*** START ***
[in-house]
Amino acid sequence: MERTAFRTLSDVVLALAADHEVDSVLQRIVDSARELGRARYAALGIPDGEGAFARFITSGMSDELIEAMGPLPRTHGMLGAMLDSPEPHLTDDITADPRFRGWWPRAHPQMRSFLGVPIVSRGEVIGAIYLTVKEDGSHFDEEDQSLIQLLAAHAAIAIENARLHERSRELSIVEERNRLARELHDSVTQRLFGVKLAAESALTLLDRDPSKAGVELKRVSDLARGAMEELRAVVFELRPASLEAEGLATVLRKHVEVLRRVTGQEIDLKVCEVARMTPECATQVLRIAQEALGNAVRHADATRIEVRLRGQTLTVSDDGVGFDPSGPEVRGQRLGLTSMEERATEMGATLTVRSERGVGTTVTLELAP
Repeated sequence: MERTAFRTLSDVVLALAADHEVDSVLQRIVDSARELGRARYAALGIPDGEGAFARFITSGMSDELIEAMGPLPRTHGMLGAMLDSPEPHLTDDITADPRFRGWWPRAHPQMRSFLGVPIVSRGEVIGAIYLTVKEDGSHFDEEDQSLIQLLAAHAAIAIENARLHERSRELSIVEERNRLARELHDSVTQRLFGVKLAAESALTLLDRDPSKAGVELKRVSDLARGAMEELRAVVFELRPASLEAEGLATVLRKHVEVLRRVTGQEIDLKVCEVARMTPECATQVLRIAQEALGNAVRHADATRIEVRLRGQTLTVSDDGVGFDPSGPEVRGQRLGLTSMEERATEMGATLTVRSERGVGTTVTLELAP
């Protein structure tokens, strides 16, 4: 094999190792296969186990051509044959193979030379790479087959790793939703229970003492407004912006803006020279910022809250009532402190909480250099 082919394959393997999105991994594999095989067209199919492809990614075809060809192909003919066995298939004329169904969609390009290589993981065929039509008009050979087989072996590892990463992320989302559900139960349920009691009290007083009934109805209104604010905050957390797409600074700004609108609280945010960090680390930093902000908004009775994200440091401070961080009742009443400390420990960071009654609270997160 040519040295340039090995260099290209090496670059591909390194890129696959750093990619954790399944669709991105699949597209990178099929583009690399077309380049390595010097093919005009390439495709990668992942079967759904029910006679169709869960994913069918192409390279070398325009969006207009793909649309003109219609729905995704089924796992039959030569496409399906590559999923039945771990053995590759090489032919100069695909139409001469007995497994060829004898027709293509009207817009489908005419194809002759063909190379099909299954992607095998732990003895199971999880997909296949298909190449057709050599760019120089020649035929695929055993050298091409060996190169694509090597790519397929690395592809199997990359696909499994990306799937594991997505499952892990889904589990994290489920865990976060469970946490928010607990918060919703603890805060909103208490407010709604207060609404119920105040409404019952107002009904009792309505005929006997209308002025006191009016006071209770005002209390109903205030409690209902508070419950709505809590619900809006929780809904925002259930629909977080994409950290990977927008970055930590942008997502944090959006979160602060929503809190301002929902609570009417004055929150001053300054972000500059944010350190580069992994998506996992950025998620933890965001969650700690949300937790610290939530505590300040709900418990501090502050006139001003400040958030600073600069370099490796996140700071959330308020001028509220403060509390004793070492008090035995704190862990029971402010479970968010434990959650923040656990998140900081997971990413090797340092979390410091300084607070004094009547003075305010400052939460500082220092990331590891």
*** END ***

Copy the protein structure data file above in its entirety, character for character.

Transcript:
[in-house]
Amino acid sequence: MERTAFRTLSDVVLALAADHEVDSVLQRIVDSARELGRARYAALGIPDGEGAFARFITSGMSDELIEAMGPLPRTHGMLGAMLDSPEPHLTDDITADPRFRGWWPRAHPQMRSFLGVPIVSRGEVIGAIYLTVKEDGSHFDEEDQSLIQLLAAHAAIAIENARLHERSRELSIVEERNRLARELHDSVTQRLFGVKLAAESALTLLDRDPSKAGVELKRVSDLARGAMEELRAVVFELRPASLEAEGLATVLRKHVEVLRRVTGQEIDLKVCEVARMTPECATQVLRIAQEALGNAVRHADATRIEVRLRGQTLTVSDDGVGFDPSGPEVRGQRLGLTSMEERATEMGATLTVRSERGVGTTVTLELAP
Repeated sequence: MERTAFRTLSDVVLALAADHEVDSVLQRIVDSARELGRARYAALGIPDGEGAFARFITSGMSDELIEAMGPLPRTHGMLGAMLDSPEPHLTDDITADPRFRGWWPRAHPQMRSFLGVPIVSRGEVIGAIYLTVKEDGSHFDEEDQSLIQLLAAHAAIAIENARLHERSRELSIVEERNRLARELHDSVTQRLFGVKLAAESALTLLDRDPSKAGVELKRVSDLARGAMEELRAVVFELRPASLEAEGLATVLRKHVEVLRRVTGQEIDLKVCEVARMTPECATQVLRIAQEALGNAVRHADATRIEVRLRGQTLTVSDDGVGFDPSGPEVRGQRLGLTSMEERATEMGATLTVRSERGVGTTVTLELAP
């Protein structure tokens, strides 16, 4: 094999190792296969186990051509044959193979030379790479087959790793939703229970003492407004912006803006020279910022809250009532402190909480250099 082919394959393997999105991994594999095989067209199919492809990614075809060809192909003919066995298939004329169904969609390009290589993981065929039509008009050979087989072996590892990463992320989302559900139960349920009691009290007083009934109805209104604010905050957390797409600074700004609108609280945010960090680390930093902000908004009775994200440091401070961080009742009443400390420990960071009654609270997160 040519040295340039090995260099290209090496670059591909390194890129696959750093990619954790399944669709991105699949597209990178099929583009690399077309380049390595010097093919005009390439495709990668992942079967759904029910006679169709869960994913069918192409390279070398325009969006207009793909649309003109219609729905995704089924796992039959030569496409399906590559999923039945771990053995590759090489032919100069695909139409001469007995497994060829004898027709293509009207817009489908005419194809002759063909190379099909299954992607095998732990003895199971999880997909296949298909190449057709050599760019120089020649035929695929055993050298091409060996190169694509090597790519397929690395592809199997990359696909499994990306799937594991997505499952892990889904589990994290489920865990976060469970946490928010607990918060919703603890805060909103208490407010709604207060609404119920105040409404019952107002009904009792309505005929006997209308002025006191009016006071209770005002209390109903205030409690209902508070419950709505809590619900809006929780809904925002259930629909977080994409950290990977927008970055930590942008997502944090959006979160602060929503809190301002929902609570009417004055929150001053300054972000500059944010350190580069992994998506996992950025998620933890965001969650700690949300937790610290939530505590300040709900418990501090502050006139001003400040958030600073600069370099490796996140700071959330308020001028509220403060509390004793070492008090035995704190862990029971402010479970968010434990959650923040656990998140900081997971990413090797340092979390410091300084607070004094009547003075305010400052939460500082220092990331590891």